In addition, Rainey-Moore has over 27 years of experience working in mental health as a manager with oversight of programs serving adults with severe and persistent mental health needs. At Meriter, Rainey-Moore will lead the healthcare system’s community benefit, community relations and community health improvement efforts. This includes a focus on achieving healthy birth outcomes for African American women.
Danyelle Wright Named New Cottage Grove School Principal
Based on the recommendation of Superintendent Dan Olson, the Monona Grove School Board–at its June 9 special board meeting–approved the selection of Danyelle Wright as the new principal of Cottage Grove School (CGS).
“I’m excited to have the opportunity to work in a collaborative role with principals and other educational leaders to help facilitate and create models of innovation that will propel student performance for all the students at Cottage Grove School, including students who might be marginalized due to their race, disability or economic status.” Wright said.
Wright most recently served as associate principal at Toki Middle School in Madison, with prior administrative experience with the Sun Prairie Area School District. She is a doctoral candidate at UW-Madison in the Education Leadership Policy Analysis department and anticipates completing her doctorate in December 2020. Wright rose to the top of the field of candidates based on not only her qualifications, but also her philosophy and goals which align with those of the Monona Grove School District.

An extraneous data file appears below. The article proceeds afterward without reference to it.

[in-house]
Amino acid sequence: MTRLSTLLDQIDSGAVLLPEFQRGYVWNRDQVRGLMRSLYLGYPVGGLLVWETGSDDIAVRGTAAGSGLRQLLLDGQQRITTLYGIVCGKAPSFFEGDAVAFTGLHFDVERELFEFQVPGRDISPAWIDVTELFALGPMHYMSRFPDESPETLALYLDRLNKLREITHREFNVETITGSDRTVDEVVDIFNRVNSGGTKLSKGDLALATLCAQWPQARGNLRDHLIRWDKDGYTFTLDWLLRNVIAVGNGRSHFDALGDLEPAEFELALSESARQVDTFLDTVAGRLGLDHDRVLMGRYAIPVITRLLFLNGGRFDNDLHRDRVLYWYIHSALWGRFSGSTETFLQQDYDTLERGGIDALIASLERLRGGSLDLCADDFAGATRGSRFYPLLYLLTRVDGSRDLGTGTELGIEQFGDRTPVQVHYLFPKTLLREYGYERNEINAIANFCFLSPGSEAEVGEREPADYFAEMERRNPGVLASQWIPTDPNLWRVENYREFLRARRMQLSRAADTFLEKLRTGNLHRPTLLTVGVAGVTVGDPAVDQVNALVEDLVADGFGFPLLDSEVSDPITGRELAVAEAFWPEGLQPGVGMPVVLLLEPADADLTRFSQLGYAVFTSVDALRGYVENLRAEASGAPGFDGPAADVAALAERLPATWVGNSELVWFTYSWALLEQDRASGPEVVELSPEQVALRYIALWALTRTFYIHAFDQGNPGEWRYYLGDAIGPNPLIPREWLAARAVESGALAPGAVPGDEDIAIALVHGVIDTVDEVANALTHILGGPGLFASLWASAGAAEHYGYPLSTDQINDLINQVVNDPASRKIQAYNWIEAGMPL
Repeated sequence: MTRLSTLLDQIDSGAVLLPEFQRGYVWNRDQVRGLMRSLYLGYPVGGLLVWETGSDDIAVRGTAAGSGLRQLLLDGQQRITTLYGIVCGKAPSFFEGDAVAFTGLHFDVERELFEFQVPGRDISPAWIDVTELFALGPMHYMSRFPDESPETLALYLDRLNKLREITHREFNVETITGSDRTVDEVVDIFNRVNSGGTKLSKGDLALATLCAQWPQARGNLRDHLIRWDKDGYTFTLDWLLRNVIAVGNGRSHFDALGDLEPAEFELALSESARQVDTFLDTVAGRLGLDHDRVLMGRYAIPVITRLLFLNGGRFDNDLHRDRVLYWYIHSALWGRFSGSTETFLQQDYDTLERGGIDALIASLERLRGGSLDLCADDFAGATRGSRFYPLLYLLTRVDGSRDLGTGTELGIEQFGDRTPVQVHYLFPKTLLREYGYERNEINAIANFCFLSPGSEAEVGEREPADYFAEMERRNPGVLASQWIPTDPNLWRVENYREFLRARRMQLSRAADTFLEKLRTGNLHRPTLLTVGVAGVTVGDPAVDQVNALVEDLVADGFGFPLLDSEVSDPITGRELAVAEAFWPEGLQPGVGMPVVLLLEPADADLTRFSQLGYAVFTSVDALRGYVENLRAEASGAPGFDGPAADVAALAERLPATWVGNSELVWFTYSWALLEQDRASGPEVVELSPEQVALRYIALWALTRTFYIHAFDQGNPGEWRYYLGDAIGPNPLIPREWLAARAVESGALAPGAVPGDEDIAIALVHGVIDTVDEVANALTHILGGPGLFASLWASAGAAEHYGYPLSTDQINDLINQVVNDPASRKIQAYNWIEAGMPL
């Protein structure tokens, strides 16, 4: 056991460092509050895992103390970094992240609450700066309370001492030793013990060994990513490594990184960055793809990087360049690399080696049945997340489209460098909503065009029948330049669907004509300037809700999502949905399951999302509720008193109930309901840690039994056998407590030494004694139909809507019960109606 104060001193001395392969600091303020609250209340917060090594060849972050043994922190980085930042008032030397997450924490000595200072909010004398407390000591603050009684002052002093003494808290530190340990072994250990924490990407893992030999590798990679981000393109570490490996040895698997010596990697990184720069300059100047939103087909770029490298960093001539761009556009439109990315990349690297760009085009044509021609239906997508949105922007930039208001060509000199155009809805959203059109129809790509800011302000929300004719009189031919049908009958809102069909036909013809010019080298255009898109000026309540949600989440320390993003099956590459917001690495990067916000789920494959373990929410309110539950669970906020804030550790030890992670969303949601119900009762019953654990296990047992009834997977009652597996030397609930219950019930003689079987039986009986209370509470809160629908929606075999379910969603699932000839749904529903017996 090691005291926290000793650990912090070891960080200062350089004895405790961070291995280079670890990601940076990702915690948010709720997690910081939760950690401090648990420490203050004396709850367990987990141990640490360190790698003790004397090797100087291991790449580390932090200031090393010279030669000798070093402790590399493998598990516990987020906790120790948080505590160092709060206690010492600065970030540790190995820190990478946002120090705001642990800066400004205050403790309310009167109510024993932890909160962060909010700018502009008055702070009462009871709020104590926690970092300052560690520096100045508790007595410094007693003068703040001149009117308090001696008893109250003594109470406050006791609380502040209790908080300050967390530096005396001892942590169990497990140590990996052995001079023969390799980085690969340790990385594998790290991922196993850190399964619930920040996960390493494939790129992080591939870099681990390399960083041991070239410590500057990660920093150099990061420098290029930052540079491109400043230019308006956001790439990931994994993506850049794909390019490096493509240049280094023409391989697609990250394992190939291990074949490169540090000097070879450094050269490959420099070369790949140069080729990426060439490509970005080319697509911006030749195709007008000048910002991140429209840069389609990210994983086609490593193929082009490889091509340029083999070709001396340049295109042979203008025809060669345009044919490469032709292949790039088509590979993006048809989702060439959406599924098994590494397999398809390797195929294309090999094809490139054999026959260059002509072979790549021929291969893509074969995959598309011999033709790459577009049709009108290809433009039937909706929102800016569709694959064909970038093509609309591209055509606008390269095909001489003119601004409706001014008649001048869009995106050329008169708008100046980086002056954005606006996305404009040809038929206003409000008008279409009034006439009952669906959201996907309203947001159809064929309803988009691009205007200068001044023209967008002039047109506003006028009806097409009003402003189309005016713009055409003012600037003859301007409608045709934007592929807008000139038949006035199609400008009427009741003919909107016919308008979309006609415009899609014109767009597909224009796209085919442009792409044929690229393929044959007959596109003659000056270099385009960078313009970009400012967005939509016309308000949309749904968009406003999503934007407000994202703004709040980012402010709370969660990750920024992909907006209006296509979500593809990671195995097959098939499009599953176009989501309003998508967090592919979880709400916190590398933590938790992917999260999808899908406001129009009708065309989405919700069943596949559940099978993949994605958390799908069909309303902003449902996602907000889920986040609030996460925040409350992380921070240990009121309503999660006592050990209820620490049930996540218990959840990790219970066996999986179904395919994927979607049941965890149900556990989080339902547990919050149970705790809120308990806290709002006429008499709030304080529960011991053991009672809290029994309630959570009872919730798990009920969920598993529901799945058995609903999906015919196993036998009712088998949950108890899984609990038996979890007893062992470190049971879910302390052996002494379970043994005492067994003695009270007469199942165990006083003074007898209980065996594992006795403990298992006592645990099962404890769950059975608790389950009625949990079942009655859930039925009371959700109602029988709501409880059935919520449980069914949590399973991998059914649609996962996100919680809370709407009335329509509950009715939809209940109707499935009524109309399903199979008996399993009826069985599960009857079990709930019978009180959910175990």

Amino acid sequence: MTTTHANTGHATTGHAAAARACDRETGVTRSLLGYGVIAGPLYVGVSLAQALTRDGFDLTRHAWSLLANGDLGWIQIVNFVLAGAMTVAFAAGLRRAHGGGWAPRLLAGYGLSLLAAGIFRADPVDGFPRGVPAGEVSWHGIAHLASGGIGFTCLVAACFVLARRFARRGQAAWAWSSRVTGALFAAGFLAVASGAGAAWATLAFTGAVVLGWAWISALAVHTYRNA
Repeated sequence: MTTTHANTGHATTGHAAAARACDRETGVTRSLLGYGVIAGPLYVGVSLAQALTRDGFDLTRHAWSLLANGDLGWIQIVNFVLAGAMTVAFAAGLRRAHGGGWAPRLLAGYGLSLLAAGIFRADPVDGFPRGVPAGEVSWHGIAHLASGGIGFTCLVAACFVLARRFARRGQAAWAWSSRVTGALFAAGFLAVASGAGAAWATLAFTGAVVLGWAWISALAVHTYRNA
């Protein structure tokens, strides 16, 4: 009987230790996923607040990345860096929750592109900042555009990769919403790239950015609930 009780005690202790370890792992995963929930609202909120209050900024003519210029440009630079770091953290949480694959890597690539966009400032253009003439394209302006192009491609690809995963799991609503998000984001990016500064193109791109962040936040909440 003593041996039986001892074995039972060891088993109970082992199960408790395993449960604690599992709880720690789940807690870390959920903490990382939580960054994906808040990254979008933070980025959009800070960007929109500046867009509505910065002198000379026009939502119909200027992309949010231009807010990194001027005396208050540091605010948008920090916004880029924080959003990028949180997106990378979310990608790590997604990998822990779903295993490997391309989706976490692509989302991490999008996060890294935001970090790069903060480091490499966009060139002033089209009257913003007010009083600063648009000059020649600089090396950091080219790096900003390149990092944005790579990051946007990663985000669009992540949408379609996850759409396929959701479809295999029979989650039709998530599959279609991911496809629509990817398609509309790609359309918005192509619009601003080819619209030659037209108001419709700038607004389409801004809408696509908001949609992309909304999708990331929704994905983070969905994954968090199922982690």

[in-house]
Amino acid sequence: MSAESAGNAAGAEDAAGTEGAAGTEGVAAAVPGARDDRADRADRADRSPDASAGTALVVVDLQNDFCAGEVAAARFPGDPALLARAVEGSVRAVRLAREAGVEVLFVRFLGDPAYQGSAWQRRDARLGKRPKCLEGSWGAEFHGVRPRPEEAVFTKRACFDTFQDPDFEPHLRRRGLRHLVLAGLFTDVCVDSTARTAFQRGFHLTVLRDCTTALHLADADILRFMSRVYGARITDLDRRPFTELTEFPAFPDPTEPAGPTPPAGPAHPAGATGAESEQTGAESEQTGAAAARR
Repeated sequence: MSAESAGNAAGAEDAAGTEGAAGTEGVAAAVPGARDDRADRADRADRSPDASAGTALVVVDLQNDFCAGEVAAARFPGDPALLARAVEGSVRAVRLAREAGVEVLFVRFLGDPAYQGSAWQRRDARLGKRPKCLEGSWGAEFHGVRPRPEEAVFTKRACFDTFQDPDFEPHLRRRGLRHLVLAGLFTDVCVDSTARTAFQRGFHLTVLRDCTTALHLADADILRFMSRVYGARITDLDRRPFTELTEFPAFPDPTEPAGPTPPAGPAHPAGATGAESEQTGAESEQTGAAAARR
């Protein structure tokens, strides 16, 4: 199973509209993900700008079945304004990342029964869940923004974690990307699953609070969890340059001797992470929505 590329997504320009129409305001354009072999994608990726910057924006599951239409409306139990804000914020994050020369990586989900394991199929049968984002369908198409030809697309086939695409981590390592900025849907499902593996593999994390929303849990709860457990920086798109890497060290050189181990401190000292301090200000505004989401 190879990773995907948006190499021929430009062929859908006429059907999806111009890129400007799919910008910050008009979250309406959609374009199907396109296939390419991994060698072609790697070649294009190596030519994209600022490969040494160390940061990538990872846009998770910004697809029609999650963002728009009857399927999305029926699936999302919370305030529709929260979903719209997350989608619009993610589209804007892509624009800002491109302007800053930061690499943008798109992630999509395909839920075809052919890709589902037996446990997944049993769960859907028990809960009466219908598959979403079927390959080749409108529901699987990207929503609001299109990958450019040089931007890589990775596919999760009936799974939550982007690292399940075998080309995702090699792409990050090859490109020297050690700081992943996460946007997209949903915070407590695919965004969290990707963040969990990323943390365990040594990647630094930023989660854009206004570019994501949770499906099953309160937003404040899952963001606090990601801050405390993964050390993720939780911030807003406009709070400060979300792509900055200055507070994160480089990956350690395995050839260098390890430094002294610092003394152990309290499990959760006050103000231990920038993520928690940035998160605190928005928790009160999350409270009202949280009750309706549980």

The 2020-2021 school year will serve as a planning year for both Wright and current CGS principal Reed Foster as he prepares to move to the new elementary school when it opens in the fall of 2021. This spring, several candidates were screened and interviewed by administrators, teachers and staff; in May, a panel of teachers, staff, parents and community members participated in a virtual forum with each finalist for the position.
“It’s clear that with Ms. Wright on board, our ongoing efforts to improve the experiences of students in our district will thrive,” said Superintendent Olson. “We’re proud to welcome her to Monona Grove.”
Wright begins in her new role on July 1. Due to current public health orders, meet and greet events may be planned for the future.
Senate Confirms First Black Air Force Chief
The U.S. Senate voted unanimously in June to confirm four-star Gen. Charles “C.Q.” Brown as the next Air Force chief of staff. This historic vote made him the first African American leader of a military service. The announcement came just four days after he delivered a powerful video message about equality and racism on social media.
“As the commander of Pacific Air Forces, a senior leader in our Air Force, and an African American, many of you may be wondering what I’m thinking about the current events surrounding the tragic death of George Floyd,” he began. “Here’s what I’m thinking about.”
In addition to being the first Black military service chief, Brown will be the first African American to sit on the Joint Chiefs of Staff since Colin Powell was chairman from 1989 to 1993.
The heartfelt comments included insight into his experiences as a man of color facing racism in education, in the community and in his professional life.